Katie is originally from DeWitt, Michigan (near Lansing), but she would rather talk with you about the time she has spent in Michigan’s Upper Peninsula. She graduated from Northern Michigan University in 2009 with a Bachelor of Arts in Ecology, and worked for the National Parks Service at Pictured Rocks National Lakeshore on invasive species management for three summers.

    Katie went on to incorporate this employment into her study for a Master of Science at the University of Michigan’s School of Natural Resources and Environment. During this time, she worked with the NPS for an additional two summers to complete research for her Master’s thesis: continuing a long-term study on the effects of herbicides on spotted knapweed and native plant communities.


  • Humanist Paddle on the Cedar River

    8957 Kasson St., Cedar
    Sunday, June 16, 11:00 a.m.

    Join the Grand Traverse Humanists as we paddle the beautiful Cedar River, aka Victoria Creek! This is an easy trip appropriate for all skill levels. You can use a kayak or canoe, but not tubes (they’re too slow). Paddle boards would be acceptable, but you may not be able to keep up with those with kayaks/canoes.

    The river has no current, so this will be an out and back paddle. No shuttle required, as we’ll paddle out and return the same way. It will be up to participants to decide how far they want to go. If you paddle all the way to Lake Leelanau and back, it’s a 7.2 mile round trip. Those who make it to Lake Leelanau will be able to take a short side trip to a “secret” lake!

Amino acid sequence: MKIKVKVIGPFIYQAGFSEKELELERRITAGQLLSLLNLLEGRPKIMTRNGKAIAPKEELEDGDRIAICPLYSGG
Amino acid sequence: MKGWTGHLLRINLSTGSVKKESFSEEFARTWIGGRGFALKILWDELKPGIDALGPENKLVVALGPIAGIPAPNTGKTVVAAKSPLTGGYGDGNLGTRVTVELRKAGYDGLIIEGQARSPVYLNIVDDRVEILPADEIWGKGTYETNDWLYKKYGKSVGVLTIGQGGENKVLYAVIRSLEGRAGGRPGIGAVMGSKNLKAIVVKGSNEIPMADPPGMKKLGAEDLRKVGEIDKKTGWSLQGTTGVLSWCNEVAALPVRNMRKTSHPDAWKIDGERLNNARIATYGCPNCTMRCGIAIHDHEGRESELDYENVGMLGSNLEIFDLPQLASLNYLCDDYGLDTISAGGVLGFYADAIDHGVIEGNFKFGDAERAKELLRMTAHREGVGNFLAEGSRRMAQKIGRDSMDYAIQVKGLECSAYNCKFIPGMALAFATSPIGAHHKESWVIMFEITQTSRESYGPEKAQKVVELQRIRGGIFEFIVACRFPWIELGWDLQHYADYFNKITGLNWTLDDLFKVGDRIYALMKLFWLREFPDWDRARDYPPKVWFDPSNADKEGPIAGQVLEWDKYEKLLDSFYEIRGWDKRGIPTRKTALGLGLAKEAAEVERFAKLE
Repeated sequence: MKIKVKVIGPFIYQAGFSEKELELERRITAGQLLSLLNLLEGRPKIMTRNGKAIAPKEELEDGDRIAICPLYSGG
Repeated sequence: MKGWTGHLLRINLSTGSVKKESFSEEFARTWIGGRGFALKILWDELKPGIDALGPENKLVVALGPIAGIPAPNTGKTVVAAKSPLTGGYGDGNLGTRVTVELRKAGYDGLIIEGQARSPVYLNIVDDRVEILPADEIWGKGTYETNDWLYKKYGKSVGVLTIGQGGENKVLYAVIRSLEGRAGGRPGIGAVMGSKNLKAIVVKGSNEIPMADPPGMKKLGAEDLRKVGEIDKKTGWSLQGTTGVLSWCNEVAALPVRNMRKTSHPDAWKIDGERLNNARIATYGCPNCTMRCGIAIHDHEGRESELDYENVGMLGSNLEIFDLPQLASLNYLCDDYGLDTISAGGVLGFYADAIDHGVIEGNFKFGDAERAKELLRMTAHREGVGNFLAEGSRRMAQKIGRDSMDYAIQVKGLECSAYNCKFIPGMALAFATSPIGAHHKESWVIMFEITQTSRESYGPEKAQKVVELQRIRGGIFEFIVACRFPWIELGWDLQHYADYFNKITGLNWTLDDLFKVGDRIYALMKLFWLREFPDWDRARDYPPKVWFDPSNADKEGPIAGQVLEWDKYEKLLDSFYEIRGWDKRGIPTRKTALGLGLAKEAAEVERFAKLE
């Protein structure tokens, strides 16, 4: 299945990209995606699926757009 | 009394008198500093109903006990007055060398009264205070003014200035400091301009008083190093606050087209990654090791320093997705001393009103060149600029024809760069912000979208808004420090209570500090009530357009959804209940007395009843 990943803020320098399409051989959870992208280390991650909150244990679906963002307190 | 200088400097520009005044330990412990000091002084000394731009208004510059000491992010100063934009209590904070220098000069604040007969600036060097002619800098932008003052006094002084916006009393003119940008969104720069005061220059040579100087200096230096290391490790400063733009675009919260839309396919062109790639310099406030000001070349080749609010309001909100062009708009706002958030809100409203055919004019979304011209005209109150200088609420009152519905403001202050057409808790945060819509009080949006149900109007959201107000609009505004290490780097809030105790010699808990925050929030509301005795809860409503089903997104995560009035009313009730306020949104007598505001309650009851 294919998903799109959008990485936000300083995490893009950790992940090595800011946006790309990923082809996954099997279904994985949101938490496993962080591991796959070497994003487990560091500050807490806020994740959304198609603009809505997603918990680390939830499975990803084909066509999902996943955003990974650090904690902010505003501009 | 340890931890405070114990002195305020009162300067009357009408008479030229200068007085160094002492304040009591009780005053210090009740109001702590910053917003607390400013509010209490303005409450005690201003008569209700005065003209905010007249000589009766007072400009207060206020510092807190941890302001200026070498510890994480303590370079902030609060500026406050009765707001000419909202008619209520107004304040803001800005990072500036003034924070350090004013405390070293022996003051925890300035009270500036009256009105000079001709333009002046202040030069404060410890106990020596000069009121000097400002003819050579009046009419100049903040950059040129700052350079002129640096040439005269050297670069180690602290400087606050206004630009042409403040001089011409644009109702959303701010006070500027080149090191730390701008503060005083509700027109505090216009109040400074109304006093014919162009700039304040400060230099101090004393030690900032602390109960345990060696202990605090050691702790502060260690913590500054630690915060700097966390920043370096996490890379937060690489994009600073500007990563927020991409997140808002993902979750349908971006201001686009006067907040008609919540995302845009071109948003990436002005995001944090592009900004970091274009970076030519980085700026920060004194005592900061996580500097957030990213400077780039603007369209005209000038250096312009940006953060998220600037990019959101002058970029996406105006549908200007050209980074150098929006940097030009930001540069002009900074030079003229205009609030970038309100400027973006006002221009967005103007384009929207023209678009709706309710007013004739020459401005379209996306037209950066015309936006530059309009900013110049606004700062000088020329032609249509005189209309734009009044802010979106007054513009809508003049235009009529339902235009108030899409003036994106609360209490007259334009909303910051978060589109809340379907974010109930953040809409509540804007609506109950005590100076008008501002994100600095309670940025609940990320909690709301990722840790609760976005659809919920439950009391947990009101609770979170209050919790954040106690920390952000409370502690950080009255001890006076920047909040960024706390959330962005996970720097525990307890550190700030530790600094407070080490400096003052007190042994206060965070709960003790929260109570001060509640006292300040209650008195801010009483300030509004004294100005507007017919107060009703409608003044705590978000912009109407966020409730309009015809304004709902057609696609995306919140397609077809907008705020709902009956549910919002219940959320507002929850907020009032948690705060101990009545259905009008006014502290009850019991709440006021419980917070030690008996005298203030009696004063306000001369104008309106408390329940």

This river runs through the Leelanau Conservancy’s Cedar River Preserve. More info here: https://leelanauconservancy.org/naturalarea/cedar-river-natural-area/

    We’ll meet at the launch site at 11 AM. The launch is in Cedar in a parking lot off Kasson St. (the main street going through Cedar). On the north side of the river, turn into the parking lot with the American Waste recycling dumpsters. More info at our Facebook event posting: https://www.facebook.com/events/2340724672808344/

    Email Linnaea at lmelcarek@gmail.com to RSVP. Hope to see you on the river! 

  • Meeting at the Library: Ross Hammersley

    Traverse Area District Library, 610 Woodmere Avenue
    Monday, May 13, 7 p.m.

    Grand Traverse Humanists present environmental attorney Ross Hammersley, who will talk about the major state and regional environmental issues of the past several decades, as well as current issues.

    Ross is a partner with the Traverse City firm Olson, Bzdok & Howard, specializing in environmental, real estate, and municipal law. He assists clients with land use & zoning matters; natural resource conservation; wetlands regulations; water law & riparian disputes; municipal law & local governmental matters; real estate and corporate transactions; condominium associations; nonprofit organizations; energy policy and utilities regulations; oil & gas leasing, extraction, and transmission issues; and the rehabilitation of contaminated Brownfield properties. Ross’ practice involves litigation, appeals, and administrative hearings throughout the state, as well as mediation, negotiations, and transactional matters.